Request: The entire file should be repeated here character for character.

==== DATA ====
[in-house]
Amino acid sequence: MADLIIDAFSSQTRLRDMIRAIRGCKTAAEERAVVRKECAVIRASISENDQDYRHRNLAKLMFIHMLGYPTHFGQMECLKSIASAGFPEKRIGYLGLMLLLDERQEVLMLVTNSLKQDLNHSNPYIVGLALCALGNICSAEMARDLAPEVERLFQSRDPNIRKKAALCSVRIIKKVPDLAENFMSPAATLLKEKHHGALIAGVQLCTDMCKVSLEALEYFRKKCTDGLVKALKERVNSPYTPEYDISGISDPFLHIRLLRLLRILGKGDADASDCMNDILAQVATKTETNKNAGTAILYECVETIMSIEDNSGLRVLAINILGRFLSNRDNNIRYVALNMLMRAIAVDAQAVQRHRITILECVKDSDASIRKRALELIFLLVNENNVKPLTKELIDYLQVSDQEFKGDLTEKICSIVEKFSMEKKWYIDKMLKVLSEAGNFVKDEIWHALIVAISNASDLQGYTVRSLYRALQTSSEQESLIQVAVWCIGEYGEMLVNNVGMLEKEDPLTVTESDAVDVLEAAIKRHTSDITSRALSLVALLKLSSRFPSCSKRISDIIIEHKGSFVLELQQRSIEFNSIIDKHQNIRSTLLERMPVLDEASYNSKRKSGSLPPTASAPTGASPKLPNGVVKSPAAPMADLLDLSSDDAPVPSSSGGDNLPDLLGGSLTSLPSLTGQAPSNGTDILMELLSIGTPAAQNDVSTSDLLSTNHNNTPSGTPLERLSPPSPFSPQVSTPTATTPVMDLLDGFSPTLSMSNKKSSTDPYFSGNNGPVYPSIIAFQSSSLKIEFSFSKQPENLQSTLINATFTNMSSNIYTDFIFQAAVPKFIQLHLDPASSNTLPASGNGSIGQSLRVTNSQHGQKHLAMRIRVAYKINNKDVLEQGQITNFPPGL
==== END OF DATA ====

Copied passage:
[in-house]
Amino acid sequence: MADLIIDAFSSQTRLRDMIRAIRGCKTAAEERAVVRKECAVIRASISENDQDYRHRNLAKLMFIHMLGYPTHFGQMECLKSIASAGFPEKRIGYLGLMLLLDERQEVLMLVTNSLKQDLNHSNPYIVGLALCALGNICSAEMARDLAPEVERLFQSRDPNIRKKAALCSVRIIKKVPDLAENFMSPAATLLKEKHHGALIAGVQLCTDMCKVSLEALEYFRKKCTDGLVKALKERVNSPYTPEYDISGISDPFLHIRLLRLLRILGKGDADASDCMNDILAQVATKTETNKNAGTAILYECVETIMSIEDNSGLRVLAINILGRFLSNRDNNIRYVALNMLMRAIAVDAQAVQRHRITILECVKDSDASIRKRALELIFLLVNENNVKPLTKELIDYLQVSDQEFKGDLTEKICSIVEKFSMEKKWYIDKMLKVLSEAGNFVKDEIWHALIVAISNASDLQGYTVRSLYRALQTSSEQESLIQVAVWCIGEYGEMLVNNVGMLEKEDPLTVTESDAVDVLEAAIKRHTSDITSRALSLVALLKLSSRFPSCSKRISDIIIEHKGSFVLELQQRSIEFNSIIDKHQNIRSTLLERMPVLDEASYNSKRKSGSLPPTASAPTGASPKLPNGVVKSPAAPMADLLDLSSDDAPVPSSSGGDNLPDLLGGSLTSLPSLTGQAPSNGTDILMELLSIGTPAAQNDVSTSDLLSTNHNNTPSGTPLERLSPPSPFSPQVSTPTATTPVMDLLDGFSPTLSMSNKKSSTDPYFSGNNGPVYPSIIAFQSSSLKIEFSFSKQPENLQSTLINATFTNMSSNIYTDFIFQAAVPKFIQLHLDPASSNTLPASGNGSIGQSLRVTNSQHGQKHLAMRIRVAYKINNKDVLEQGQITNFPPGL